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Re: (ET) Ariens AMP Mower

       Those who look upon history and do not learn from it are doomed to repeat it.The fact that so many GE tractors [and their heirs and assigns.] are still earning their keep is testimony to the fact that the basic concept is sound, and the execution for the most part was correct.But the educating the dealer base and the buying public..........well.................... :(


David Roden wrote:
On 13 May 2009 at 23:07, Darryl McMahon wrote:

A couple of people have replied to me off-list pointing out that the 
mower uses 48-volt batteries,
As I read the description, they appeared to be series strings of four 12 
volt, 15 amp hour batteries, connected in parallel.  Five strings!  A total 
of 20 batteries!

However, the website does seem to suggest that they want the user to replace 
an entire series string at a time -- so perhaps they are building them into 
48 volt modules.  To me, that sounds even crazier, junking 3 good batteries 
because the fourth flakes out.

Again, perhaps I'm being too negative, but I don't see this as a positive 
development. at all.  I'm sure they mean well, but I'm concerned that, as I 
said before, this is going to flop and give electric yard machinery a bad 
name.  We do not need any more PR of that sort for EVs.

Over the years I've seen WAY too many poorly designed attempts at road EVs, 
poorly maintained by poorly trained dealers.  The designers don't realize 
how accustomed today's drivers are to "steer and push the pedals" vehicles.  
Water the batteries monthly?  These are folks who never even check the tire 
pressure on their ICEVs!  And to their credit, the automakers have done a 
remarkable job of building ICEVs that tolerate neglect and still run for 
100,000 miles or more.

Almost inevitably, it's the battery in an EV.  They're neglected and, with 
nothing to stop the user, run down flat repeatedly.  WIth this abuse, the 
battery fails early, often in a year or two, or even less.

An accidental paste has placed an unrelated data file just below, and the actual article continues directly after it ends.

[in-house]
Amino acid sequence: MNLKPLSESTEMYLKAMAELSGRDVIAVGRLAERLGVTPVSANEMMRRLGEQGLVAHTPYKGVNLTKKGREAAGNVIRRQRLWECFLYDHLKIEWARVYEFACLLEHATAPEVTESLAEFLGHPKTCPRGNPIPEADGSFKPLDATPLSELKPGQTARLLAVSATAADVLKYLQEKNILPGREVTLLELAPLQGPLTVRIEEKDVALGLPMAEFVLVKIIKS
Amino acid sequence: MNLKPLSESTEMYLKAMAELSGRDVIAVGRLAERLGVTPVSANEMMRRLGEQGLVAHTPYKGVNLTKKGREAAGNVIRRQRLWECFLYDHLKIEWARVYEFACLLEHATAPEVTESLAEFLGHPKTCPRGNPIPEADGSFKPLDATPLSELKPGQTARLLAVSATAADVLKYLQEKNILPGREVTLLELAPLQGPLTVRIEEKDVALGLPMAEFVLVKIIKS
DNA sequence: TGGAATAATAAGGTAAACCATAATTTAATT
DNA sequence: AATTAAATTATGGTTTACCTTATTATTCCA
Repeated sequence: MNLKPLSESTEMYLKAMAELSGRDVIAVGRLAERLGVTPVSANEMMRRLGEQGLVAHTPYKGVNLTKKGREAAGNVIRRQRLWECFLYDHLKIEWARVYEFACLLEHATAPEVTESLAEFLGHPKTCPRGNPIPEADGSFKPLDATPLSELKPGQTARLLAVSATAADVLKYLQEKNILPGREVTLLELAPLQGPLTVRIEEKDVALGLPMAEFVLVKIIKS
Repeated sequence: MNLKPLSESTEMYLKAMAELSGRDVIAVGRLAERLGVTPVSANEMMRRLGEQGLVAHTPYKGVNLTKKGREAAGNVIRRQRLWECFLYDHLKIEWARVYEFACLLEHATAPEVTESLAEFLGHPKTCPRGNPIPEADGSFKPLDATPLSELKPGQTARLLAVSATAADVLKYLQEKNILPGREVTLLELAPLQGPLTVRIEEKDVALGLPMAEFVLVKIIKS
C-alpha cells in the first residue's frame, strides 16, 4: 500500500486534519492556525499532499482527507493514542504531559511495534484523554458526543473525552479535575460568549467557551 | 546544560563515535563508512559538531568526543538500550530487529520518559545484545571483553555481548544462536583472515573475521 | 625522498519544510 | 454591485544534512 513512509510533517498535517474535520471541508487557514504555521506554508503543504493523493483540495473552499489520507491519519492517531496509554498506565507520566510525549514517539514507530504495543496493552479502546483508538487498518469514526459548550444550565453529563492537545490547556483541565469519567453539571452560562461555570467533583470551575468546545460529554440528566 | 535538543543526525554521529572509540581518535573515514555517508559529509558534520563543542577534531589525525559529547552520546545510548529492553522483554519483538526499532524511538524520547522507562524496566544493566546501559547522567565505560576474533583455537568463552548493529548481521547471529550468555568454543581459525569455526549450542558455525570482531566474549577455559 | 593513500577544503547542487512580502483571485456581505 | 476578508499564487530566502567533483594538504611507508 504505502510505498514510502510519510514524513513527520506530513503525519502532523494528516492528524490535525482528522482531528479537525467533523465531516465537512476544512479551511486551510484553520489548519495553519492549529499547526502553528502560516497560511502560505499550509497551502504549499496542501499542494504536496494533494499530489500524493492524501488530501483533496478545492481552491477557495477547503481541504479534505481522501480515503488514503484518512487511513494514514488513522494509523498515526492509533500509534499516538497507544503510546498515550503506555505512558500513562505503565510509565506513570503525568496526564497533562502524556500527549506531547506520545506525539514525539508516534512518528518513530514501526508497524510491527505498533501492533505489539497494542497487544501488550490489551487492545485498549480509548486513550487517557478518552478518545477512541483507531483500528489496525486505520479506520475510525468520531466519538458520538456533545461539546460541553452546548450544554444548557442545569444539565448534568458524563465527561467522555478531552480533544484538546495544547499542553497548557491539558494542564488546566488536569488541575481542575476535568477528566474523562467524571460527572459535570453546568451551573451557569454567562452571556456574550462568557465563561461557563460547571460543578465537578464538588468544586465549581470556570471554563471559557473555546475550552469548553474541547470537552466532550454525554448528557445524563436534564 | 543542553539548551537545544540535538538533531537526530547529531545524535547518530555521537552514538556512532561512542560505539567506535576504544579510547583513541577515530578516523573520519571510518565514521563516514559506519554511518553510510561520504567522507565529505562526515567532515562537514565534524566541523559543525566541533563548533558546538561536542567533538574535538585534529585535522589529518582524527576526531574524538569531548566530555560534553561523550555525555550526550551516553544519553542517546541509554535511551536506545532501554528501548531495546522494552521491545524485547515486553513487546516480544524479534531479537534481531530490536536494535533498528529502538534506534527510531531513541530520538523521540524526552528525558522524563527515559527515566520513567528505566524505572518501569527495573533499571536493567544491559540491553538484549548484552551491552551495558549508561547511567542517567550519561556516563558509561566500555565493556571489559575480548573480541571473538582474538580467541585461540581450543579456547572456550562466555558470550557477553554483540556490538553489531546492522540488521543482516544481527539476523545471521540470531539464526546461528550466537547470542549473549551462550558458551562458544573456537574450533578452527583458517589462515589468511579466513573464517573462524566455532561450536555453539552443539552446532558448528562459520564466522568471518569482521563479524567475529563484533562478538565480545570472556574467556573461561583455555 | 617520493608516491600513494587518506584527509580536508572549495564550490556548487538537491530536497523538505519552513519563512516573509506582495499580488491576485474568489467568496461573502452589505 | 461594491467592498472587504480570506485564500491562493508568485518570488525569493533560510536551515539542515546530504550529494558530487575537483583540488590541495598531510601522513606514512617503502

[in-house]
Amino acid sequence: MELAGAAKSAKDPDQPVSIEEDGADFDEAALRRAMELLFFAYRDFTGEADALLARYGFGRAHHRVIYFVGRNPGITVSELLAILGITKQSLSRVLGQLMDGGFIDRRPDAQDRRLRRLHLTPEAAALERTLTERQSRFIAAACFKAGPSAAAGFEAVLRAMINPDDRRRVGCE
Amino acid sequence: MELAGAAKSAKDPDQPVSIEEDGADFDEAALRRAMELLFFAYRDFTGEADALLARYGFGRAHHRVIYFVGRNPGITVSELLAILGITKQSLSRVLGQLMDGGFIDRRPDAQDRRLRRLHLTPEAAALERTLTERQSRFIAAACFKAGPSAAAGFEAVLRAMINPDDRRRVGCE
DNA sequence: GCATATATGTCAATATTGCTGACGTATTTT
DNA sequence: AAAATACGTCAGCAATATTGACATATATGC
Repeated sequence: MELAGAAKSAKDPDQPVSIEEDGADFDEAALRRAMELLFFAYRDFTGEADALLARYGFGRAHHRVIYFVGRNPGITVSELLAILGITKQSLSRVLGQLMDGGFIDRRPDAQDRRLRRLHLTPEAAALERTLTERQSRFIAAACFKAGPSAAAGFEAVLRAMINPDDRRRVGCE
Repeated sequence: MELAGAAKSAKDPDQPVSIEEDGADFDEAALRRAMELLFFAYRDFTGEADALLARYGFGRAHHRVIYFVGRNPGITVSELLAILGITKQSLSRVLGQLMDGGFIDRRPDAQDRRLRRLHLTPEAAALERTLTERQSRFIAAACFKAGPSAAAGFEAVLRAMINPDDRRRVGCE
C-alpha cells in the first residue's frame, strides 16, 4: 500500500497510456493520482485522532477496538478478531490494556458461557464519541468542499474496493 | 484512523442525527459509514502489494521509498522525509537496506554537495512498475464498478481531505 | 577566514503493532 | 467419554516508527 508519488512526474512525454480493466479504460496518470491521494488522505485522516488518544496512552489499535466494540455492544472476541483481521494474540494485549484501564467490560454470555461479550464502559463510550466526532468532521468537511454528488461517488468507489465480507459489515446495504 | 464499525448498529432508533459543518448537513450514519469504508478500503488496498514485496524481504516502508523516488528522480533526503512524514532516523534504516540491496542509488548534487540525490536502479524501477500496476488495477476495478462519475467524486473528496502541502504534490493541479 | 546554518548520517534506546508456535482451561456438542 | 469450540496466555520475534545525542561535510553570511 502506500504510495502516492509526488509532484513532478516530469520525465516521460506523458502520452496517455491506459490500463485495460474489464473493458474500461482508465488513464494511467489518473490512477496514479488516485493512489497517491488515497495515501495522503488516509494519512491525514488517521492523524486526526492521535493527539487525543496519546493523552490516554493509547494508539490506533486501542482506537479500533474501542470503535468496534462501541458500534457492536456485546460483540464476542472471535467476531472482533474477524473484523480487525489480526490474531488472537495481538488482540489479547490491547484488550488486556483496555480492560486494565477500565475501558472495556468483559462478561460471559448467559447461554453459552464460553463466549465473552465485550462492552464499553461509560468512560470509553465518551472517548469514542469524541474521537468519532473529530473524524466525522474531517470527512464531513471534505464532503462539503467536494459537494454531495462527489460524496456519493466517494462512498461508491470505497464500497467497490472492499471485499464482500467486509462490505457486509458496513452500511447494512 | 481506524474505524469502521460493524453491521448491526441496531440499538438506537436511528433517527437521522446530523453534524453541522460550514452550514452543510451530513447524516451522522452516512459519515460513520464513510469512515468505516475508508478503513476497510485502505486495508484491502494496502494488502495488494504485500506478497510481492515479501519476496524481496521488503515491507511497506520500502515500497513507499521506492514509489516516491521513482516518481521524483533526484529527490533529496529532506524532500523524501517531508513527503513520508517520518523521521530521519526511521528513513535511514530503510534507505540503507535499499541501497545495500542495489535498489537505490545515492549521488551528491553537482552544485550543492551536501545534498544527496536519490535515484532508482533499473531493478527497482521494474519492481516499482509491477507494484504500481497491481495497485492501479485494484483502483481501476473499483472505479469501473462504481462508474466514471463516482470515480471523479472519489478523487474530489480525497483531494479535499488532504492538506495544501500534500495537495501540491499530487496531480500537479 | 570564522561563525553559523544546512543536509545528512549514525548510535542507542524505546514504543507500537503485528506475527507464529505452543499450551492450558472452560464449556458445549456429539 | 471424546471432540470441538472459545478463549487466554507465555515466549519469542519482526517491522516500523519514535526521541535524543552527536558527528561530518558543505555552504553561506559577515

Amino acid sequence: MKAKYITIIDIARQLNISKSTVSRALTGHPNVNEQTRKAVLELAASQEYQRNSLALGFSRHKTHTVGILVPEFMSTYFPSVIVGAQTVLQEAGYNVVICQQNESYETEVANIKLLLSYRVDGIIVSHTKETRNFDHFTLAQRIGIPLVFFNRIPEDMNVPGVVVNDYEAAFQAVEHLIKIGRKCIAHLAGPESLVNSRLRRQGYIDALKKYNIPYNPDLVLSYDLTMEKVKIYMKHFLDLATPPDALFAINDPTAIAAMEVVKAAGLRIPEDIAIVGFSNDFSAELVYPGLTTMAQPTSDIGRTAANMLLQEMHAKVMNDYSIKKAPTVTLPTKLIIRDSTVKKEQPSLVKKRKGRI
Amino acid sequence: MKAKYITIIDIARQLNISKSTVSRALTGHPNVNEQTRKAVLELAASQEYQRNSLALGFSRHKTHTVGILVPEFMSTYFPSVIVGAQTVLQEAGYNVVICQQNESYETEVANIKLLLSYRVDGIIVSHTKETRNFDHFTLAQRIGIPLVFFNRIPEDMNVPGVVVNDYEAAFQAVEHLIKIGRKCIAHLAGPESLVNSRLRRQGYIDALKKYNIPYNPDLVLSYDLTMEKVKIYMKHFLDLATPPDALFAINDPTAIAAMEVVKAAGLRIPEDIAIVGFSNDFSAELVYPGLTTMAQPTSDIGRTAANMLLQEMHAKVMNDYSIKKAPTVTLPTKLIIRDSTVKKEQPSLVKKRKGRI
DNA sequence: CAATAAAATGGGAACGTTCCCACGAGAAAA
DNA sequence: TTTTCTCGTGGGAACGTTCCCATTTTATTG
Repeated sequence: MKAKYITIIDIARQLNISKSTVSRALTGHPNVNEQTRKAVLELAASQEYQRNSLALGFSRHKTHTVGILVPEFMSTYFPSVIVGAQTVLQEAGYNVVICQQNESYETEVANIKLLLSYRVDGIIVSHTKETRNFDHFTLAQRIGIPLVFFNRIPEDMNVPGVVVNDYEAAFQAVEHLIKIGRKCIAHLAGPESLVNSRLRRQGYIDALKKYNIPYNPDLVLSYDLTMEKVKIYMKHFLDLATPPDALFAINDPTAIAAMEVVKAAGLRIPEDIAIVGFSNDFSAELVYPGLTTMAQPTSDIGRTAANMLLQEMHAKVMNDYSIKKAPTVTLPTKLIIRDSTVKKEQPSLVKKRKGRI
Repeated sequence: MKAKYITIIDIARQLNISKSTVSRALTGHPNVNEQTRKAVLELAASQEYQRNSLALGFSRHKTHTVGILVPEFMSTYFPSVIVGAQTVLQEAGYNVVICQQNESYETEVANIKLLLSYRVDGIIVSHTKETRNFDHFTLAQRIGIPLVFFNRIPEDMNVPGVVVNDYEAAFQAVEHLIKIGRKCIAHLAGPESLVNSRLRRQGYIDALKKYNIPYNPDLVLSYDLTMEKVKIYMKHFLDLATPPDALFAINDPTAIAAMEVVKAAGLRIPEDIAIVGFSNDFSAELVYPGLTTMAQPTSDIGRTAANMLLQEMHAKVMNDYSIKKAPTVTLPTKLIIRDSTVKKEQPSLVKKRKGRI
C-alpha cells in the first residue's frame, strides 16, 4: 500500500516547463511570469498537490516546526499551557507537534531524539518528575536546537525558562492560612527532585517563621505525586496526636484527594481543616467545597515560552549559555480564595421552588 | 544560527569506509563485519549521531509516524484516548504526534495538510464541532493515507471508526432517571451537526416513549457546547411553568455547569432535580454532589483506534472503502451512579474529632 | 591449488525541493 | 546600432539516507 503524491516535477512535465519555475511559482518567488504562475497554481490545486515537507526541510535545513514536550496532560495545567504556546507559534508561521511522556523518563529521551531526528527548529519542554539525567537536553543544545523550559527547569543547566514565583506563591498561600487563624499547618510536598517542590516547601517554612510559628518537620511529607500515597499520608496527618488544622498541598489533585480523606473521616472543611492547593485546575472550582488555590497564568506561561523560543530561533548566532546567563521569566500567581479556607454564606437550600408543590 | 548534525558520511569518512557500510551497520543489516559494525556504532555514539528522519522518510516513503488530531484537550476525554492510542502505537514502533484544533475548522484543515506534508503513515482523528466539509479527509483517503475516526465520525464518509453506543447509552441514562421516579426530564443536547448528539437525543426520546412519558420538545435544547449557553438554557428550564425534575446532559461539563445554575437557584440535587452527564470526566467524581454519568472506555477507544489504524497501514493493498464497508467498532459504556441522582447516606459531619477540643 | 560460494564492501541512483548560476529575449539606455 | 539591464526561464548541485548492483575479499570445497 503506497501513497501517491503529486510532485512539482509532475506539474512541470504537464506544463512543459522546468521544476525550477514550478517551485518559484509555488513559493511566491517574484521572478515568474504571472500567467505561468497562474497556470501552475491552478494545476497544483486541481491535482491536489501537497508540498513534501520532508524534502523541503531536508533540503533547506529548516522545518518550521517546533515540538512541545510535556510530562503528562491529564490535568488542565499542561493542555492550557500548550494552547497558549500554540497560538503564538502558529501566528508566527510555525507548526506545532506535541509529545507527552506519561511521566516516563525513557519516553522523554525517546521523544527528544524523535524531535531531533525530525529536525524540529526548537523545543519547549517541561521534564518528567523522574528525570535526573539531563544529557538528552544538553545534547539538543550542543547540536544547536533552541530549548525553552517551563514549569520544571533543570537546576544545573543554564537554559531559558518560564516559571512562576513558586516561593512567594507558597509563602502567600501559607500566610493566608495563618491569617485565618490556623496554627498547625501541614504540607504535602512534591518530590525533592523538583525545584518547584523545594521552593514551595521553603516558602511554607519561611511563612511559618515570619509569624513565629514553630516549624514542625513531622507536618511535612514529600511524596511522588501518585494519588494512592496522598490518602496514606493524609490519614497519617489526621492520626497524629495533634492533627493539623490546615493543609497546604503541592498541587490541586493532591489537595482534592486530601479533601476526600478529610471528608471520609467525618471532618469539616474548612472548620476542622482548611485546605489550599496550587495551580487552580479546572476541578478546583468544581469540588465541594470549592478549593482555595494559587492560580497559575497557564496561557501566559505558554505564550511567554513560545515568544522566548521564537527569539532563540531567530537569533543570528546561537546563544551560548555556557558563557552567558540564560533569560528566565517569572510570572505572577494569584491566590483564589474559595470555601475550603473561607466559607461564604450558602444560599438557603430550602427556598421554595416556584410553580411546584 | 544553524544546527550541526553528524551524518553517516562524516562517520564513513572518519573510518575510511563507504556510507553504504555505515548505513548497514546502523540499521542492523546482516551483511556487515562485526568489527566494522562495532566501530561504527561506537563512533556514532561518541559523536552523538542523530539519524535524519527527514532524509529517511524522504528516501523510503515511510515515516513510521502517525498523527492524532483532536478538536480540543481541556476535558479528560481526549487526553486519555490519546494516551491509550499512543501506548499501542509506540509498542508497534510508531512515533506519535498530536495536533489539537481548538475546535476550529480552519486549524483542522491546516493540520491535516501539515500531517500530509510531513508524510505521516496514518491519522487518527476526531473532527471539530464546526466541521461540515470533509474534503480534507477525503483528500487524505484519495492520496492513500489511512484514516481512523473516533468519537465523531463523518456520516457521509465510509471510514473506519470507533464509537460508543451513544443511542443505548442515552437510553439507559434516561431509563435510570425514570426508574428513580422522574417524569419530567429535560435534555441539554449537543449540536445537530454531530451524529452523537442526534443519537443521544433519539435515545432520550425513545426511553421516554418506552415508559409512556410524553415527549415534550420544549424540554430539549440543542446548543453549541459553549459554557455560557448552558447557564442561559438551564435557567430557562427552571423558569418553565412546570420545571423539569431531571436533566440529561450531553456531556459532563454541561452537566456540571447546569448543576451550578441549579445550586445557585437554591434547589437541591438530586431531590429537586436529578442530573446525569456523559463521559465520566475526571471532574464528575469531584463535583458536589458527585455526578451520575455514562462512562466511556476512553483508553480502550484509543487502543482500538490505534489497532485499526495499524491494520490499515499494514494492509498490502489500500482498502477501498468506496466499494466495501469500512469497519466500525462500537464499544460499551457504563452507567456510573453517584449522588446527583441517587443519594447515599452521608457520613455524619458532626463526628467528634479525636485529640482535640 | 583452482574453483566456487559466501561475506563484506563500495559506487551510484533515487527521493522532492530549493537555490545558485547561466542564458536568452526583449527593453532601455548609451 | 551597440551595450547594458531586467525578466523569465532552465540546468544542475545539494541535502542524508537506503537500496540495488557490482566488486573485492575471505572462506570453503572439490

The proud owner, a bit rattled and concerned about whether he's made the 
right decision in buying this EV, puts up the substantial cash to replace 
the battery.  

When the battery quits again in another year or two, he gets discouraged, 
especially if the EV has left him stranded with a flat battery.  He parks 
the EV until he feels ready to spend several hundred (or a few thousand) 
dollars on it again.  It sits in his driveway or garage for months or years. 
 Finally he puts it up for sale: "Needs batteries."  Someone else buys it 
(at a fraction of the original price) and the cycle starts again.  

With luck, someone with battery experience and EV interest eventually gets 
the EV.  Otherwise, it's finally junked, or else converted into an ICE 
vehicle. Meanwhile, the first owner admits to friends and family that the EV 
wasn't such a good idea, and "I guess they're not ready for prime time yet." 
 (Of course, it was the EV's manufacturer that wasn't ready for prime time.)

This is why any EV or electric tool that you (as manufacturer or designer) 
hope will replace a fueled machine HAS to be at least as long lived, 
reliable, and neglect-tolerant as the ICE device it replaces.  Sure, battery 
management systems and high-reliability electronics add to the cost.  But 
omitting them is false economy.  It's a competitive marketplace.  The 
machine will fail.  

But as I say, maybe I'm being too pessimistic.

David Roden - Akron, Ohio, USA

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